Three central issues inform my decision that a commutation of Ms. Schertz’s sentence from life without any opportunity for parole to a term of 100 years would serve the interests of justice.  First, there is a disturbing disparity in the sentence meted out to Ms. Schertz when compared to those of others who were involved in the same crime more than thirty years ago; if she had been sentenced comparably to others she would have been eligible for parole before now.  Second, there is compelling evidence that Ms. Schertz’s status as a life-long victim of severe physical abuse—including that inflicted upon her by her then-husband, Mr. Terry Schertz–played some role in her complicity with the horrendous events of February 8, 1981, and may well have impaired her ability to defend herself at trial.  Third, Ms. Schertz has been diagnosed with a serious medical condition whose appropriate treatment can be secured in a more humane environment if she is released from prison and placed on parole.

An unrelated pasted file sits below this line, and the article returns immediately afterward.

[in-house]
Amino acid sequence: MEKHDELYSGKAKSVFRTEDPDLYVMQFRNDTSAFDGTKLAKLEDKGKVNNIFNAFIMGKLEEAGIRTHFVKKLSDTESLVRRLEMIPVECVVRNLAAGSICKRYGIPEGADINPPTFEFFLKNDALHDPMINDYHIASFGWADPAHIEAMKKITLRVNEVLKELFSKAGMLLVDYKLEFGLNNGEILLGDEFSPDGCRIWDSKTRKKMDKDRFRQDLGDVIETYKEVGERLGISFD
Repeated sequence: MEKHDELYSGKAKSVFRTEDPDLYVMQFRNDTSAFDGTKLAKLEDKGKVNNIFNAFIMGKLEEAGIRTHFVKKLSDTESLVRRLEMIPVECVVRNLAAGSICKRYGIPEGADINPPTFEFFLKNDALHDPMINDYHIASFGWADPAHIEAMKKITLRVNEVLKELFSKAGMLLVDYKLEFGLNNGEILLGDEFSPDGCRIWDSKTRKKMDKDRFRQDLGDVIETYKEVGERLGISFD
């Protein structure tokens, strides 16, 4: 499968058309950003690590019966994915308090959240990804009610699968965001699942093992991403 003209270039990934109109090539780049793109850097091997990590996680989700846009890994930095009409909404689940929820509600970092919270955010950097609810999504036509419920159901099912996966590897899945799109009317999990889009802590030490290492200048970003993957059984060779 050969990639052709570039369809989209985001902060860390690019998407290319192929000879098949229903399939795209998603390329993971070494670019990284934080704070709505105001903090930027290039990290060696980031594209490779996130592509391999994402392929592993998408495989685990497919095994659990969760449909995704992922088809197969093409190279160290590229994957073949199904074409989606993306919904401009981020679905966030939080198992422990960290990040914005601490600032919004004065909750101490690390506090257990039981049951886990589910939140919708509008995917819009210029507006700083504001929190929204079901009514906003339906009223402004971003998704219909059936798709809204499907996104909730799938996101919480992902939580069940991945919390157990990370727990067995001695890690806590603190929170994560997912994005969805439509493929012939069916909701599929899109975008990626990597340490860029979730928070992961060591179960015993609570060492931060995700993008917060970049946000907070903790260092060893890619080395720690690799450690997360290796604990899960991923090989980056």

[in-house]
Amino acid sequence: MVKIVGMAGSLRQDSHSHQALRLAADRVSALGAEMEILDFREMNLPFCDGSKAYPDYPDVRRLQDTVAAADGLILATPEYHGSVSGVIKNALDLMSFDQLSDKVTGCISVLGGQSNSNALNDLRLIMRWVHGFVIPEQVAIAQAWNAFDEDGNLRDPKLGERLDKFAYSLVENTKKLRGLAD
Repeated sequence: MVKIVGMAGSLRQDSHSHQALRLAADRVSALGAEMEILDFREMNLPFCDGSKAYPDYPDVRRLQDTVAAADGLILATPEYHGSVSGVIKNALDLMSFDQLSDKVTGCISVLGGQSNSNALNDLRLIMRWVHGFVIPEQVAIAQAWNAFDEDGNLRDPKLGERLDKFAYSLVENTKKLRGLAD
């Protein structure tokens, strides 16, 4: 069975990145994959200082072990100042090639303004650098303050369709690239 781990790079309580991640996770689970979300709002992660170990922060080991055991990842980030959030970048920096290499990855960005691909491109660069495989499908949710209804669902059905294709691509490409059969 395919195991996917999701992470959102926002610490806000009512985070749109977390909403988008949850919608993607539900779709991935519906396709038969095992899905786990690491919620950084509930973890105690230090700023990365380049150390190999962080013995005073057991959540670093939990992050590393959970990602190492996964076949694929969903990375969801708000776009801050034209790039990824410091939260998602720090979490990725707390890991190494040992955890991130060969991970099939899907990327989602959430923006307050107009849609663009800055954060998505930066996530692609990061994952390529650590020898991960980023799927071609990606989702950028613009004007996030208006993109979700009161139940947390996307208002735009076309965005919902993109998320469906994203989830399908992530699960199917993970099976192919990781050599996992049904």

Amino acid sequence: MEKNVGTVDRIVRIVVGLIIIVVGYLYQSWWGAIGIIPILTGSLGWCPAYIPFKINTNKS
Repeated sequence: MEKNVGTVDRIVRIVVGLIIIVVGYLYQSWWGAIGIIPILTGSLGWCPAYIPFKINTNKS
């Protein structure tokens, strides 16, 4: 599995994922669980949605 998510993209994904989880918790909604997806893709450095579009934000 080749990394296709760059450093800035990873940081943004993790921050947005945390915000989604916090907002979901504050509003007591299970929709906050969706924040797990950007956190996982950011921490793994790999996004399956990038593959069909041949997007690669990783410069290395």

The Facts.  The facts surrounding Ms. Schertz’s criminal convictions are disturbing.  On February 8, 1981, she joined a group of four men —Mr. Terry Schertz, her husband, and three of his friends, Mr. Michael Gavin, Mr. Daryl Tomp and Mr. David Street.  The five of them entered the apartment of Mr. Mark Webb in Davenport, Iowa, who was hosting a visitor, Mr. Russell Greer.   According to testimonial records in the commutation file, Mr. Gavin, Mr. Tomp and Mr. Street had previously spent time in prison with Mr. Webb and, apparently, felt they had scores to settle with him.  Unaware of that history at that time, Ms. Schertz witnessed what appeared to her to have been a completely unprovoked attack by Mr. Gavin upon Mr. Webb when, suddenly, and then followed by others in the group, they began stabbing and beating Mr. Webb to death.   In the course of the fray, Mr. Schertz commanded his wife to hit the victim with a candlestick, and she did.  Mr. Greer, the guest, after having observed the murder of his host, was then taken hostage by the group of five and transported by automobile to Palisades State Park, near Cedar Rapids, where he was tied to a tree, severely beaten and left for dead.   Mr. Greer survived the attack upon him and later served as the state’s principal witness at the trials of the five co-defendants, which were conducted concurrently—with Ms. Schertz seated next to, indeed, apparently shackled to, her abusive co-defendant husband, Mr. Schertz.